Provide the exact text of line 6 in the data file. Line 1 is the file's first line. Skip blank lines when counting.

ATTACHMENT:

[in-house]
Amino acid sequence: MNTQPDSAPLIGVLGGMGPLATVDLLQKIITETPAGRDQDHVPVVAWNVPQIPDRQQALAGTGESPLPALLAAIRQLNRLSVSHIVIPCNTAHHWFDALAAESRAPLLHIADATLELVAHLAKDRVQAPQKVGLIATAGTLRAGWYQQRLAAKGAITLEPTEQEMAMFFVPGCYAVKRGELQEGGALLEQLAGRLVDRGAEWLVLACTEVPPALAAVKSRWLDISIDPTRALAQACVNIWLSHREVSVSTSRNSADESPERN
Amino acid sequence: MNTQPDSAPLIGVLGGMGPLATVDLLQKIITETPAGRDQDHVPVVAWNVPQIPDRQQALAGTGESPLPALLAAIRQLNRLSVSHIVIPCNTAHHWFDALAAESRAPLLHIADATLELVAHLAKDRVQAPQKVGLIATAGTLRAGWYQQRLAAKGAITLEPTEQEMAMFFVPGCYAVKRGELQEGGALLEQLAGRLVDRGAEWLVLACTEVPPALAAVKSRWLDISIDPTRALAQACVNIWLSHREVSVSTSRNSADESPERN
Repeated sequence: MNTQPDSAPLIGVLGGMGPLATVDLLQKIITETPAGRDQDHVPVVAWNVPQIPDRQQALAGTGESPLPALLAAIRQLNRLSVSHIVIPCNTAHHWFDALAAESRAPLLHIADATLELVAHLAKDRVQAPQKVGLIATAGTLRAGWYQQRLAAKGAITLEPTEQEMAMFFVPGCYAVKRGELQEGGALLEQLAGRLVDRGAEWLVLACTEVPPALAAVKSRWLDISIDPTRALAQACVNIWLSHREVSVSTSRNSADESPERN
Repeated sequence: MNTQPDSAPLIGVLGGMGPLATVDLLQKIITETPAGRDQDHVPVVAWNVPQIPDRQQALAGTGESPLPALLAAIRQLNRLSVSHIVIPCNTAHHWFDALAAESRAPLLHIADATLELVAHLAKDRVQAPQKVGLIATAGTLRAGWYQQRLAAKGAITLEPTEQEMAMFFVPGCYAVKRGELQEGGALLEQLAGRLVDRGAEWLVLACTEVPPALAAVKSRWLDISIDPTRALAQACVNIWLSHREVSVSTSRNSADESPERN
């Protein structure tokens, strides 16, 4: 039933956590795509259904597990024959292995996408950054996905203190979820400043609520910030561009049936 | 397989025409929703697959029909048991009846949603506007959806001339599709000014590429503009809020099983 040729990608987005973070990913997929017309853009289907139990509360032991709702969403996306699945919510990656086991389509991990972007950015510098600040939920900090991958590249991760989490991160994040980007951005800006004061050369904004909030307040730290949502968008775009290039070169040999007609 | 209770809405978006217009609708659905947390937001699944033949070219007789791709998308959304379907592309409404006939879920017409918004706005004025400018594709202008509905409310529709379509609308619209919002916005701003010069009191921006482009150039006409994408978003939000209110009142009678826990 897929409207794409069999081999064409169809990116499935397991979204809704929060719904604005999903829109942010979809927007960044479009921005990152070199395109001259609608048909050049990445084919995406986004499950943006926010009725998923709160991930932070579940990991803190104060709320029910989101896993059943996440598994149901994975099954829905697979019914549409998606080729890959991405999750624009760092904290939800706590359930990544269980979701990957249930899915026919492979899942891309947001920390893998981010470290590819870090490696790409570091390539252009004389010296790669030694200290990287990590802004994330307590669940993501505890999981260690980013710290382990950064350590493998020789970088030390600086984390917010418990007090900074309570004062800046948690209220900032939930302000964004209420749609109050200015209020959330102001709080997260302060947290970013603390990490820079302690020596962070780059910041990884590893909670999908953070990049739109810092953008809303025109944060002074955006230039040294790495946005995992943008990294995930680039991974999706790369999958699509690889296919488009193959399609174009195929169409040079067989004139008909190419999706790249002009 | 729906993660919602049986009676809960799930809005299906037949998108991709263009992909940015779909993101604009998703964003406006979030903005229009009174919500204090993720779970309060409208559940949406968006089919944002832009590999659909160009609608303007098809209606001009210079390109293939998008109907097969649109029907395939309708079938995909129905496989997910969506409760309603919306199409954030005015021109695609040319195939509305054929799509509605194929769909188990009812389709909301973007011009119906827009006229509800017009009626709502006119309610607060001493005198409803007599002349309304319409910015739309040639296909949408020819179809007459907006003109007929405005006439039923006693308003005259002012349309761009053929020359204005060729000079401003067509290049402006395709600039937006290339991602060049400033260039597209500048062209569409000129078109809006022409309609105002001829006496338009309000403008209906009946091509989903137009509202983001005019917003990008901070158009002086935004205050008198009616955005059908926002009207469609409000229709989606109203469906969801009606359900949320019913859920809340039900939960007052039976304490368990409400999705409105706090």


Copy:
């Protein structure tokens, strides 16, 4: 039933956590795509259904597990024959292995996408950054996905203190979820400043609520910030561009049936 | 397989025409929703697959029909048991009846949603506007959806001339599709000014590429503009809020099983 040729990608987005973070990913997929017309853009289907139990509360032991709702969403996306699945919510990656086991389509991990972007950015510098600040939920900090991958590249991760989490991160994040980007951005800006004061050369904004909030307040730290949502968008775009290039070169040999007609 | 209770809405978006217009609708659905947390937001699944033949070219007789791709998308959304379907592309409404006939879920017409918004706005004025400018594709202008509905409310529709379509609308619209919002916005701003010069009191921006482009150039006409994408978003939000209110009142009678826990 897929409207794409069999081999064409169809990116499935397991979204809704929060719904604005999903829109942010979809927007960044479009921005990152070199395109001259609608048909050049990445084919995406986004499950943006926010009725998923709160991930932070579940990991803190104060709320029910989101896993059943996440598994149901994975099954829905697979019914549409998606080729890959991405999750624009760092904290939800706590359930990544269980979701990957249930899915026919492979899942891309947001920390893998981010470290590819870090490696790409570091390539252009004389010296790669030694200290990287990590802004994330307590669940993501505890999981260690980013710290382990950064350590493998020789970088030390600086984390917010418990007090900074309570004062800046948690209220900032939930302000964004209420749609109050200015209020959330102001709080997260302060947290970013603390990490820079302690020596962070780059910041990884590893909670999908953070990049739109810092953008809303025109944060002074955006230039040294790495946005995992943008990294995930680039991974999706790369999958699509690889296919488009193959399609174009195929169409040079067989004139008909190419999706790249002009 | 729906993660919602049986009676809960799930809005299906037949998108991709263009992909940015779909993101604009998703964003406006979030903005229009009174919500204090993720779970309060409208559940949406968006089919944002832009590999659909160009609608303007098809209606001009210079390109293939998008109907097969649109029907395939309708079938995909129905496989997910969506409760309603919306199409954030005015021109695609040319195939509305054929799509509605194929769909188990009812389709909301973007011009119906827009006229509800017009009626709502006119309610607060001493005198409803007599002349309304319409910015739309040639296909949408020819179809007459907006003109007929405005006439039923006693308003005259002012349309761009053929020359204005060729000079401003067509290049402006395709600039937006290339991602060049400033260039597209500048062209569409000129078109809006022409309609105002001829006496338009309000403008209906009946091509989903137009509202983001005019917003990008901070158009002086935004205050008198009616955005059908926002009207469609409000229709989606109203469906969801009606359900949320019913859920809340039900939960007052039976304490368990409400999705409105706090």